4 out of 5 stars
In may 2015, I made an enthralling discovery. I love traditional high fantasy, and I adore a well-written romance. I just never thought that these two genres could be combined in a truly meaningful way – but oh, sweet joy, was I ever wrong!
A Court of Thorns and Roses draws upon the fairy-tales of The Beauty and the Beast, East of the Sun and West of the Moon, the ballad of Tam Lin and the myth of Hades and Persephone, all the while being something entirely different. While these are indeed stories featuring some heavy-duty sexual tension, this tension tends to be expressed symbolically. With ACOTAR, Maas has begun to incorporate the wonderful world of smut in her stories, and although the story’s setting is a type of pre-industrialized semi-rural society, comparable to the setting of e.g. The Beauty and the Beast, it has an undeniable modern air about it. Although one can argue that the struggle to survive in a harsh, uncaring environment obliterates traditional gender roles and codes of conduct, there’s no denying that the viewpoint character, 19-year-old Feyre, talks, thinks and behaves like a sexually liberated, empowered and independent modern young woman.
Before I read ACOTAR, I’d only ever imagined elves like the ones, Tolkien conjured: ethereal, otherworldly beings. When I read the synopsis, portraying Tamlin as “one of the lethal, immortal faeries who once ruled their world”, I thought he was some sort of flower-fairy, a male Tinkerbell prancing about in his fine robes, fluttering his glittering wings. Consequently, I had a hard time imagining how such a dainty creature could ever be considered lethal.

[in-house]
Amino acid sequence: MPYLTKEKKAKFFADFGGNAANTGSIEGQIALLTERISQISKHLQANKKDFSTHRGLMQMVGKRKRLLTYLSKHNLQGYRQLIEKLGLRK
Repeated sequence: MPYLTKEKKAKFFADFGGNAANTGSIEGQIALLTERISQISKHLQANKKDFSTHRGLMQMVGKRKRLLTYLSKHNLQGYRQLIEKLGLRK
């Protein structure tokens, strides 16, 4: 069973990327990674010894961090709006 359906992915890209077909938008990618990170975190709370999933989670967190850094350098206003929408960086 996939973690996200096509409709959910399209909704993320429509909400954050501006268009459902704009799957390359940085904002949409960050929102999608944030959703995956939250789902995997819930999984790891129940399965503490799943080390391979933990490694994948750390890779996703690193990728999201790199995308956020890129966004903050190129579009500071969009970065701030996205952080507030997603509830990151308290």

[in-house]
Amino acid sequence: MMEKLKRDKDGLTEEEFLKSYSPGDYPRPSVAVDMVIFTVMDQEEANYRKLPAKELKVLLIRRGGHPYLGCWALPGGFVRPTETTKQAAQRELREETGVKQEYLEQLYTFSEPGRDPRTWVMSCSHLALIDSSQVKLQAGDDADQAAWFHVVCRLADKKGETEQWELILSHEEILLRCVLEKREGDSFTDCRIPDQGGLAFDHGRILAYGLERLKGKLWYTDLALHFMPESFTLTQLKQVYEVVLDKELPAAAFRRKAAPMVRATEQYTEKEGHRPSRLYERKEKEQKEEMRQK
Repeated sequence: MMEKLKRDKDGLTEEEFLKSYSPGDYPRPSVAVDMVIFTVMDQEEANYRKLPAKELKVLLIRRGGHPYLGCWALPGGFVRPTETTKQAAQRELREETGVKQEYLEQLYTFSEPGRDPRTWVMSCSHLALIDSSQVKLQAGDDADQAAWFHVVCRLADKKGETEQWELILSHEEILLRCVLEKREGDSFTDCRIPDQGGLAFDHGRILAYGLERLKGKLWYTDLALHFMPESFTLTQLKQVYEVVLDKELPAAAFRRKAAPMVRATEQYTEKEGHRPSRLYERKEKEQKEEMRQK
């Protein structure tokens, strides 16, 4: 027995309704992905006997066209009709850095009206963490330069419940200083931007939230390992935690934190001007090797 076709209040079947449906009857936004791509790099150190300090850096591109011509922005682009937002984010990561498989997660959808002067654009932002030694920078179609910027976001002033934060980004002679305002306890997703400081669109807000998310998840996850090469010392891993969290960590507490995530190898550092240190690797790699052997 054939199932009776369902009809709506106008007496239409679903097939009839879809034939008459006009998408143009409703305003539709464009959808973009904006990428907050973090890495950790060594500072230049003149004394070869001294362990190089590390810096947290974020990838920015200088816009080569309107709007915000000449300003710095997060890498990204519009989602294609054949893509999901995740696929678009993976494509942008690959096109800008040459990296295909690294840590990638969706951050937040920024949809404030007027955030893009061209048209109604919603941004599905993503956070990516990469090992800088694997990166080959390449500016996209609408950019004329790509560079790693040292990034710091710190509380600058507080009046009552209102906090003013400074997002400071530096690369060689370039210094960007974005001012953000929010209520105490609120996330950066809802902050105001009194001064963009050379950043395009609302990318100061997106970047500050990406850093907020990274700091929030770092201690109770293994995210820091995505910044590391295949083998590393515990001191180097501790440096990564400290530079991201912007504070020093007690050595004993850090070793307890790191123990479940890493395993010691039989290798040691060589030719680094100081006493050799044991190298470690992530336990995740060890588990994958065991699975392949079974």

Little did I know that Maas’ faeries are made from a very different mold. Anyone familiar with Maas’ stories knows that her heroines tend to be surrounded by wildly hot guys (except for the really bad fellows like Duke Perrington in the Throne of Glass-series), and the high fae males in ACOTAR are no exception. Although civilized and cultured, they have a feral, savage and carnal side to them. Physically, the males are chiseled, strongly muscled and wickedly handsome. Whenever they perceive some sort of threat or feel the need to establish dominance, they snarl, growl, prowl and hiss. Compared to Tolkien’s elves, these guys are beasts. Insanely hot, intensely sexual beasts. My smut-loving heart can’t help it: I’m a fan.